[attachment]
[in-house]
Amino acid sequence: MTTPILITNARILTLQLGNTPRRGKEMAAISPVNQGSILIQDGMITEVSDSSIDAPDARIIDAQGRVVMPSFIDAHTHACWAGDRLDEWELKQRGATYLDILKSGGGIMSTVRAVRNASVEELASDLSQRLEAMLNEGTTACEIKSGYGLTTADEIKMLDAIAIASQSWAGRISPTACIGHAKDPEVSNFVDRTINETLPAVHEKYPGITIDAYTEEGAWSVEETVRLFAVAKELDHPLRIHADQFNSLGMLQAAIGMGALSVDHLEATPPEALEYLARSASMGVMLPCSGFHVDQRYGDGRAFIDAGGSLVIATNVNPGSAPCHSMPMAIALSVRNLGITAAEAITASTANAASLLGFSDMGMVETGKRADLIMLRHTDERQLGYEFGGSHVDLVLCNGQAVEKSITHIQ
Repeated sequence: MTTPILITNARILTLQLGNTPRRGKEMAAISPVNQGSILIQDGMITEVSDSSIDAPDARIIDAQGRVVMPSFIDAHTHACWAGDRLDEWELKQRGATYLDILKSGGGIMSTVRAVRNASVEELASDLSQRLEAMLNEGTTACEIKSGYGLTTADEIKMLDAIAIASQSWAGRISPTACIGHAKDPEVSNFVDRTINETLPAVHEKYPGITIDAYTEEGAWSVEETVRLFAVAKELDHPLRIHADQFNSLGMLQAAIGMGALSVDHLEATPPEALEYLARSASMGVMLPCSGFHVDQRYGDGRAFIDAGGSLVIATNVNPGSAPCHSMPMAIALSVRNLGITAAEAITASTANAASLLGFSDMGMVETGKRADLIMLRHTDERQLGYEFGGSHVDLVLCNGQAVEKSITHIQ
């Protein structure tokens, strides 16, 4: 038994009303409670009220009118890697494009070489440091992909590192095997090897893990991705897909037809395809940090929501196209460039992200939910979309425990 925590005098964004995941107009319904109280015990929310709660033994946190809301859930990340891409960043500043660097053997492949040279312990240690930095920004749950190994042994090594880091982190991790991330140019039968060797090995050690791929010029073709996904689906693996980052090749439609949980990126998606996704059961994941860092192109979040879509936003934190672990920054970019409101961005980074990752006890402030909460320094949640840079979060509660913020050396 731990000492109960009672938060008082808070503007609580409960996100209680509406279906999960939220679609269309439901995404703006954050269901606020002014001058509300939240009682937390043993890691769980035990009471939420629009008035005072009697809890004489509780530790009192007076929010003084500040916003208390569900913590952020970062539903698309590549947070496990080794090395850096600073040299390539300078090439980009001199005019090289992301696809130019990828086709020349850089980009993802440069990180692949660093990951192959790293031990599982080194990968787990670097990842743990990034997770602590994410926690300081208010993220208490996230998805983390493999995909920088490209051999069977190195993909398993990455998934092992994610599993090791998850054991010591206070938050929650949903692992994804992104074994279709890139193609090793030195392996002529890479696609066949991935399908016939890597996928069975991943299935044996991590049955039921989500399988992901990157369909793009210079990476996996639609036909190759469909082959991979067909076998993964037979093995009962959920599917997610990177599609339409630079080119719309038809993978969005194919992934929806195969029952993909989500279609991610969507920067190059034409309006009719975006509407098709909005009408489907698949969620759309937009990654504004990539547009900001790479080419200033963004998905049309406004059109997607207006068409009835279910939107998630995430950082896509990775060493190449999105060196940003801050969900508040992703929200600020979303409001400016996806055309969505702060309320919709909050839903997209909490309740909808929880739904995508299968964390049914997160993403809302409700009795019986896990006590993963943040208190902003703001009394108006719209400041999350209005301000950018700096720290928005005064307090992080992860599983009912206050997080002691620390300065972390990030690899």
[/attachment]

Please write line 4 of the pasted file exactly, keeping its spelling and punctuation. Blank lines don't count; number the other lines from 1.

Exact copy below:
């Protein structure tokens, strides 16, 4: 038994009303409670009220009118890697494009070489440091992909590192095997090897893990991705897909037809395809940090929501196209460039992200939910979309425990 925590005098964004995941107009319904109280015990929310709660033994946190809301859930990340891409960043500043660097053997492949040279312990240690930095920004749950190994042994090594880091982190991790991330140019039968060797090995050690791929010029073709996904689906693996980052090749439609949980990126998606996704059961994941860092192109979040879509936003934190672990920054970019409101961005980074990752006890402030909460320094949640840079979060509660913020050396 731990000492109960009672938060008082808070503007609580409960996100209680509406279906999960939220679609269309439901995404703006954050269901606020002014001058509300939240009682937390043993890691769980035990009471939420629009008035005072009697809890004489509780530790009192007076929010003084500040916003208390569900913590952020970062539903698309590549947070496990080794090395850096600073040299390539300078090439980009001199005019090289992301696809130019990828086709020349850089980009993802440069990180692949660093990951192959790293031990599982080194990968787990670097990842743990990034997770602590994410926690300081208010993220208490996230998805983390493999995909920088490209051999069977190195993909398993990455998934092992994610599993090791998850054991010591206070938050929650949903692992994804992104074994279709890139193609090793030195392996002529890479696609066949991935399908016939890597996928069975991943299935044996991590049955039921989500399988992901990157369909793009210079990476996996639609036909190759469909082959991979067909076998993964037979093995009962959920599917997610990177599609339409630079080119719309038809993978969005194919992934929806195969029952993909989500279609991610969507920067190059034409309006009719975006509407098709909005009408489907698949969620759309937009990654504004990539547009900001790479080419200033963004998905049309406004059109997607207006068409009835279910939107998630995430950082896509990775060493190449999105060196940003801050969900508040992703929200600020979303409001400016996806055309969505702060309320919709909050839903997209909490309740909808929880739904995508299968964390049914997160993403809302409700009795019986896990006590993963943040208190902003703001009394108006719209400041999350209005301000950018700096720290928005005064307090992080992860599983009912206050997080002691620390300065972390990030690899």